I think we all would agree that nutrition and exercise are important to living a healthy and productive life. Today, I’m going to talk about something else that might surprise you, but some say could be just as important as nutrition and exercise.
When was the last time you gave or received a hug? It turns out that hugs just may be the secret ingredient to a better, more productive, healthier life.
Hugs have been on my mind the last couple of days. It’s been almost 12 weeks since I’ve seen my husband and as I write this, he is on his way home! There are a lot of things I miss when he is gone, and even though neither one of us are touchy-feely type of people, I’m always waiting most for that first hug when he walks in the door.
Think about the last time someone gave you a hug… it didn’t even have to be from a significant other. Maybe it was a friend or your parent or a child, maybe even a stranger… often times when I’m discharging a patient from the hospital, they will give me a hug and say thank you. No matter who the hugs come from, they always make me feel good.
Well, it turns out that it’s not just me. Hugs are good for your health! There are several studies showing that positive human contact through hugs reduces stress, slows breathing and heart rate, and lowers blood pressure, which reduces the risk of heart disease. Hugs have also been shown to ease tension, improve moods, and release fear.
Studies have shown that when we hug, we increase the level of the hormone oxytocin in our blood. Oxytocin is known as the “bonding hormone” because when it is released, it causes a “bonding” or “caring” response in people. A daily dose of oxytocin from hugging can help prevent heart disease because as the levels in our blood increase, our blood pressure drops. About one in three adults in the U.S. has high blood pressure, which is one of the main risk factors for heart disease, so just think of all the positive benefits that could come from sharing hugs every day!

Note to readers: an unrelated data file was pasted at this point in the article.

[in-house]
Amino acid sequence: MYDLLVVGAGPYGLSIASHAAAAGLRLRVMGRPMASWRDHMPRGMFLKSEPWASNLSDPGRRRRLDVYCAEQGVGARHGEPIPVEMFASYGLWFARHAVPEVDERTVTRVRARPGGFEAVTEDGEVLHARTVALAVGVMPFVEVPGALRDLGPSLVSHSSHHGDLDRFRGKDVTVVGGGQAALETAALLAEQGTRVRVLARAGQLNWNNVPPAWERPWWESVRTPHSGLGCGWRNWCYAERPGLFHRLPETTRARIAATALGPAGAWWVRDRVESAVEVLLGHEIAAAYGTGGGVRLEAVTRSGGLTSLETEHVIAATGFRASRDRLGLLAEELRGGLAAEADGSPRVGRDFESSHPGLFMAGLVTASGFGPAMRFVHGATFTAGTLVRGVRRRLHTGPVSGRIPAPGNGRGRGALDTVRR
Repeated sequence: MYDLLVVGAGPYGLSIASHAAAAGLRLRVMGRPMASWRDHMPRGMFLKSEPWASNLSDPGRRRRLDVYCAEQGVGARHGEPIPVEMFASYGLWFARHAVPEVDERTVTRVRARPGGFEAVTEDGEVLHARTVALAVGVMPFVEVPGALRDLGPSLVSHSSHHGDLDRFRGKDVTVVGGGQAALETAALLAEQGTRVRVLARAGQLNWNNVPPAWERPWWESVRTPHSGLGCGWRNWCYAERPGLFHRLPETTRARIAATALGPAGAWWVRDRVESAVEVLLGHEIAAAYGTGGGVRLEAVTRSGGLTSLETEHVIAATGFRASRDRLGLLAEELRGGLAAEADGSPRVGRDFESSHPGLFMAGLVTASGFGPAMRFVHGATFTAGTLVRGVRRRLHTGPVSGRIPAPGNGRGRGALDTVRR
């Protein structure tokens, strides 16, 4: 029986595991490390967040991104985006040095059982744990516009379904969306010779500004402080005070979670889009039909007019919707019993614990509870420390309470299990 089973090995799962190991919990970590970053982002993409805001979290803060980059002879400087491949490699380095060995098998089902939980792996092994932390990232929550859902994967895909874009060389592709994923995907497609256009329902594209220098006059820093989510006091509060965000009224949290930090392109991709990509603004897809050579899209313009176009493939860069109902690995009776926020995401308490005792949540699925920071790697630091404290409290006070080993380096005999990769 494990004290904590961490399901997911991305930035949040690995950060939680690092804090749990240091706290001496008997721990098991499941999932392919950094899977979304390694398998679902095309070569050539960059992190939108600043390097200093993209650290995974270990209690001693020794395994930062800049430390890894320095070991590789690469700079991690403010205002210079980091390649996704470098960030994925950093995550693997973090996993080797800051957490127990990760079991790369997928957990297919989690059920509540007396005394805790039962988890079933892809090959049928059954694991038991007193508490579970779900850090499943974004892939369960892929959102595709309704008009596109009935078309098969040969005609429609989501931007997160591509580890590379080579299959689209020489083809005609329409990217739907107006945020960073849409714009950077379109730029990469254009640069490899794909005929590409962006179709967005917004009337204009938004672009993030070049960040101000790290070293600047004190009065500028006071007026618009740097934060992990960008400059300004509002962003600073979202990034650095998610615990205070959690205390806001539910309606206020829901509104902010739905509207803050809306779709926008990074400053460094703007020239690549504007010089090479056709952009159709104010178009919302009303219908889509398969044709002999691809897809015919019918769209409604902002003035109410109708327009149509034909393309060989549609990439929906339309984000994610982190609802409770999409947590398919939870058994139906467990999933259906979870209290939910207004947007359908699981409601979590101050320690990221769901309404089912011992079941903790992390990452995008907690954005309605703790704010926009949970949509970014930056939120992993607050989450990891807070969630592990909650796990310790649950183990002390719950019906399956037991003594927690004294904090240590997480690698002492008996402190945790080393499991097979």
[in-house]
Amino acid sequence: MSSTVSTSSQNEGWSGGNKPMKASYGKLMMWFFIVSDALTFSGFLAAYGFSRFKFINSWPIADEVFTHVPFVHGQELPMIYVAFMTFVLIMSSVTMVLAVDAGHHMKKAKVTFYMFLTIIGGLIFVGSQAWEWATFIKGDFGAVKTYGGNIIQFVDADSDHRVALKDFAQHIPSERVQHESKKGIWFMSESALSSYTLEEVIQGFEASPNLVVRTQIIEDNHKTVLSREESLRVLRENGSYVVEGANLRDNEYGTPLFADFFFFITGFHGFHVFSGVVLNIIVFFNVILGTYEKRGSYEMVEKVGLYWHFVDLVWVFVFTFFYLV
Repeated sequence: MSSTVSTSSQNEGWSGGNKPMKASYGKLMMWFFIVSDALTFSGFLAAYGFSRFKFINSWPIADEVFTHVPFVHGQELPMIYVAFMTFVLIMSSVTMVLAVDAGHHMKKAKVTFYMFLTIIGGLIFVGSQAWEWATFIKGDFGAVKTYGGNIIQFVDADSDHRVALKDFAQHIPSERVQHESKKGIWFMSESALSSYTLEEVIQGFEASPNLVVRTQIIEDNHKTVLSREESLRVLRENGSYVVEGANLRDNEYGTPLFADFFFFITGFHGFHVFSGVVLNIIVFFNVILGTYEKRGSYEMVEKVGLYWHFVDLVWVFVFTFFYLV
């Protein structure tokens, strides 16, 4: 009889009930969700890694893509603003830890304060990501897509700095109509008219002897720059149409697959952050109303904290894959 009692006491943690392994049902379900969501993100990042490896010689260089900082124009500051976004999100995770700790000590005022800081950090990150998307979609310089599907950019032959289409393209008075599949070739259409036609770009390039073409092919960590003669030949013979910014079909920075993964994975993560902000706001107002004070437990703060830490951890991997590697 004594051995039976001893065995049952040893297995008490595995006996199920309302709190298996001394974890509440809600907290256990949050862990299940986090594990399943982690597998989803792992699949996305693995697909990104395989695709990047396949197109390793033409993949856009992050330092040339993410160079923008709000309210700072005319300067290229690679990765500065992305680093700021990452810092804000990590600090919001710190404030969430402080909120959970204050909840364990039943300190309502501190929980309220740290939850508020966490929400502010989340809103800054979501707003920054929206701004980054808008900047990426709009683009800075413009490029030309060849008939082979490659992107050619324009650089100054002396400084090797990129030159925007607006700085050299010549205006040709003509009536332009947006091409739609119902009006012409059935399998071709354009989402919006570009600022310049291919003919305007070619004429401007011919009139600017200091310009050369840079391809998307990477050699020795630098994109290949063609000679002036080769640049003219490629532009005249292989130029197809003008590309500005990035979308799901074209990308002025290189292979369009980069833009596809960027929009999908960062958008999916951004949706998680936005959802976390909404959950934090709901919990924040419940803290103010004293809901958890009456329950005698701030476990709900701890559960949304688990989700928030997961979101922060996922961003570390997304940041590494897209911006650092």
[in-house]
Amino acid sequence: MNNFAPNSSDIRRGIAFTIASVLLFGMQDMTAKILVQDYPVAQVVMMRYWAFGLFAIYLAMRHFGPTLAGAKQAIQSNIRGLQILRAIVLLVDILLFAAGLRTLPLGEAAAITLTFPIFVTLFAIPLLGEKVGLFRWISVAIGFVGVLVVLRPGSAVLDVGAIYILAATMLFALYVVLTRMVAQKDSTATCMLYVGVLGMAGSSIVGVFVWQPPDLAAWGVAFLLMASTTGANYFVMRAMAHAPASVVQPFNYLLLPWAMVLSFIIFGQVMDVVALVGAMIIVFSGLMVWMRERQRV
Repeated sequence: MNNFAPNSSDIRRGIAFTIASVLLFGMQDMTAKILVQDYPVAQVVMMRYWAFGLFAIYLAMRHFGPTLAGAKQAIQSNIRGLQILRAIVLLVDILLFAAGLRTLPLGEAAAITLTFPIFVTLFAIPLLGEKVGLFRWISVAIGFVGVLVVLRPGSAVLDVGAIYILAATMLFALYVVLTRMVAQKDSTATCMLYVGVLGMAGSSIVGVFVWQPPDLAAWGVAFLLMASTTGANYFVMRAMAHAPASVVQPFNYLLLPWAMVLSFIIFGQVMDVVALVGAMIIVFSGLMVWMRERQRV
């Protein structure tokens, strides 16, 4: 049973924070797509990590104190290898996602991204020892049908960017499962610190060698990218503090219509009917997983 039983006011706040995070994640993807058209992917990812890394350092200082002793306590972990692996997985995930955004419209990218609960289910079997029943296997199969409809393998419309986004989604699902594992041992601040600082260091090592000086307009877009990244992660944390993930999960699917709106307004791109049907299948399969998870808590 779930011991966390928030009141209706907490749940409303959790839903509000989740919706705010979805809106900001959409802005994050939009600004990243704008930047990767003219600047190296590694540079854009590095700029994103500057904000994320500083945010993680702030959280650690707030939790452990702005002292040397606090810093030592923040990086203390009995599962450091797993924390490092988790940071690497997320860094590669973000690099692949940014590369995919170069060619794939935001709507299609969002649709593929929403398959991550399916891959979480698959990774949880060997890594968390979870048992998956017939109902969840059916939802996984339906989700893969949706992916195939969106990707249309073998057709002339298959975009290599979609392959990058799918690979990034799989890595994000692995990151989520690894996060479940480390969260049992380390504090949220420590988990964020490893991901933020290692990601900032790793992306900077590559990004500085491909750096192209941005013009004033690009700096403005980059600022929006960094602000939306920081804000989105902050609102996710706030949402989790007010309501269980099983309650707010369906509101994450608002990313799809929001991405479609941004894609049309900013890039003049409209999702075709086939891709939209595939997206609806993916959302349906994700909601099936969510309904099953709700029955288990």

Dorothy M. Neddermeyer, PhD is quoted as saying “Hugging is all natural; it is organic, naturally sweet, no pesticides, non-fattening, no carbohydrates, no preservatives, no artificial or genetically engineered ingredients, and 100% wholesome.”
Several sources suggest that everyone needs at least four hugs a day for healthy survival, eight hugs a day for emotional strength, and 12 hugs a day to really grow and be empowered. That might sound like a lot of hugging to you, so maybe you just need to start by giving your husband, wife, or special someone a hug at least once a day. And don’t forget to give your kids (the big ones and the little ones) hugs… we all need and benefit from hugs, no matter what our age.
One thing to remember is that in order to benefit from hugs, they need to be open and sincere. Some people don’t like to be touched, so before you hug a complete stranger or someone who you know likes their personal space, ask them if it would be OK if you give them a hug. As you go about your day, think about someone who might feel better if they got a hug from you today. And remember, not only will they feel better but you will to.
I’m thankful that when my husband is away from home, I have other family and friends around to give me a hug once in a while. I have a friend who gives the best hugs ever… she wraps her arms around and holds on tight. If you live alone and feel like you don’t have anyone to hug, then join a group or club (maybe a ladies group at your church or sport team) or volunteer with senior citizens or children. Any time that you are meeting and greeting people or saying goodbye is an opportunity for you to give a hug.
I think the following saying says it all, so I thought I’d share it with you:
“Hugs are not only nice, they are needed. Hugs can help relieve pain and depression, make the healthy healthier, the happy happier, and the most secure among us even more so.
Hugging feels good, overcomes fears, eases tension, provides stretching exercises if you are tall. Hugging also does not upset the environment, saves heat, is portable, requires no special equipment, makes happy days happier and impossible days possible.” (Author Unknown)
I totally agree with everything that author says about hugs. When I close my eyes and think real hard, I can almost feel the stress melt away when I get a hug from my husband… it’s like a big sigh. And I am so excited that in less than two hours he will be walking through the door and I won’t have to dream about it anymore… I can’t wait for that first hug!